The Implications of Crowdfunding

Why should you care about real estate crowdfunding? Because a few real estate crowdfunding assets could add incredible benefits to your investment portfolio.

First, real estate has traditionally been one of the most stable, secure and strong long-term investments in America. So, buying a real estate crowdfunding asset is a great way to buy an asset that will likely appreciate at a healthy rate over the long term.

Second, these assets are largely uncorrelated to other liquid financial assets in your portfolio, like stocks and bonds. That means they probably won’t go down in value if your stocks and bonds are going down. This uncorrelated diversification means that real estate crowdfunding assets could make your portfolio more stable than ever before.

Third, these assets are great income plays. On most real estate crowdfunding platforms, you can earn big cash yields on your investments. So, if you’re looking to supercharge your portfolio with more income in a world where income is tough to find, real estate crowdfunding could be your answer.

Those are the main reasons to get in on real estate crowdfunding earlier. But, the list of benefits is much longer — long enough to warrant you taking a look into the space as way to boost your portfolio. There are other considerations, too, that aren’t so bullish. Dr. Vivek Sah, Director at the Lied Institute for Real Estate Studies at the Lee Business School, says the following:

“[Real estate crowdfunding] works for investors who have an appetite for higher risk real estate returns, as such platforms don’t provide too much transparency for their clients along with information on which assets they are investing in. Also such platforms are good avenues for much smaller real estate investors who want direct investment opportunities unlike other derivative platforms such as REITs. It is a good platform but too much risk for small retail investors, that is why a lot of such platforms have higher investment limits and are currently restricted to high net worth individuals and have minimum network requirements (maybe greater than $500,000). Also, the reputation and background of the management and operator will dictate the success of the investment and the platform …”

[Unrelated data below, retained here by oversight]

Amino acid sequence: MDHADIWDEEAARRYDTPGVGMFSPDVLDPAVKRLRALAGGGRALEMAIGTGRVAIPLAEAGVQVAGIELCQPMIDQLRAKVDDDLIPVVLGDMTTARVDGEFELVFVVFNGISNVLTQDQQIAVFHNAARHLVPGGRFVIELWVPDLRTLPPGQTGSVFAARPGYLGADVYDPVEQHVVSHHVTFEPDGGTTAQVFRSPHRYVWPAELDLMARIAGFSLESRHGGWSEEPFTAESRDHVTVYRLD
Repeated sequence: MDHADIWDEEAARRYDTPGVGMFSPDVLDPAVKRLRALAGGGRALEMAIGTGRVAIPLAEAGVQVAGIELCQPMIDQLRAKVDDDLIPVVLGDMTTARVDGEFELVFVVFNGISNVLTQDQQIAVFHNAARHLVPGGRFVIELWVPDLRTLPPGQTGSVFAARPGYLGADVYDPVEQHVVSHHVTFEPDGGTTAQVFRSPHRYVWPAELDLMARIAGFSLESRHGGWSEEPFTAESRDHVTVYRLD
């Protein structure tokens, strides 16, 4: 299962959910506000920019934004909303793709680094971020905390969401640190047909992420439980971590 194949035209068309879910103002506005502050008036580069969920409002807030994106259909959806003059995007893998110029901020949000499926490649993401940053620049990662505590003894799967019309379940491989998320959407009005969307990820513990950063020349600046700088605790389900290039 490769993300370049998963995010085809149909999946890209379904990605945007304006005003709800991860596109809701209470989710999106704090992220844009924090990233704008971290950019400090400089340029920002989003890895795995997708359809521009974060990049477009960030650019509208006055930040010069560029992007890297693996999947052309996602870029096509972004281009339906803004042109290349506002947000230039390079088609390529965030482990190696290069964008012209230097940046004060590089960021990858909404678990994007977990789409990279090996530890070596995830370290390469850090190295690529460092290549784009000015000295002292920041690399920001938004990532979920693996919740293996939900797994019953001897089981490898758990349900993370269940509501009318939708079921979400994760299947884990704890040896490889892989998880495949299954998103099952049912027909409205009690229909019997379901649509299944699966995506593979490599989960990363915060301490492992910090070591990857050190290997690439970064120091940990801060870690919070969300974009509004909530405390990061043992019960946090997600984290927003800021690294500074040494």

Bottom Line

Real estate crowdfunding is the next big thing in the investment world. Many platforms like Cadre, Fundrise, ArborCrowd, Groundfloor, Small Change and Real Crowd offer incredible real estate crowdfunding opportunities for investors today.

My two cents? Go check out those platforms. See if you meet the requirements. If so, sign up for a few of them. Check out the assets. Get a feel for the market. Then, if it feels right, pull the trigger on a few assets.

You won’t regret it.

Luke Lango is a Markets Analyst for InvestorPlace. He has been professionally analyzing stocks for several years, previously working at various hedge funds and currently running his own investment fund in San Diego. A Caltech graduate, Luke has consistently been rated one of the world’s top stock pickers by TipRanks, and has developed a reputation for leveraging his technology background to identify growth stocks that deliver outstanding returns. Luke is also the founder of Fantastic, a social discovery company backed by an LA-based internet venture firm. As of this writing, Luke Lango did not hold a position in any of the aforementioned securities.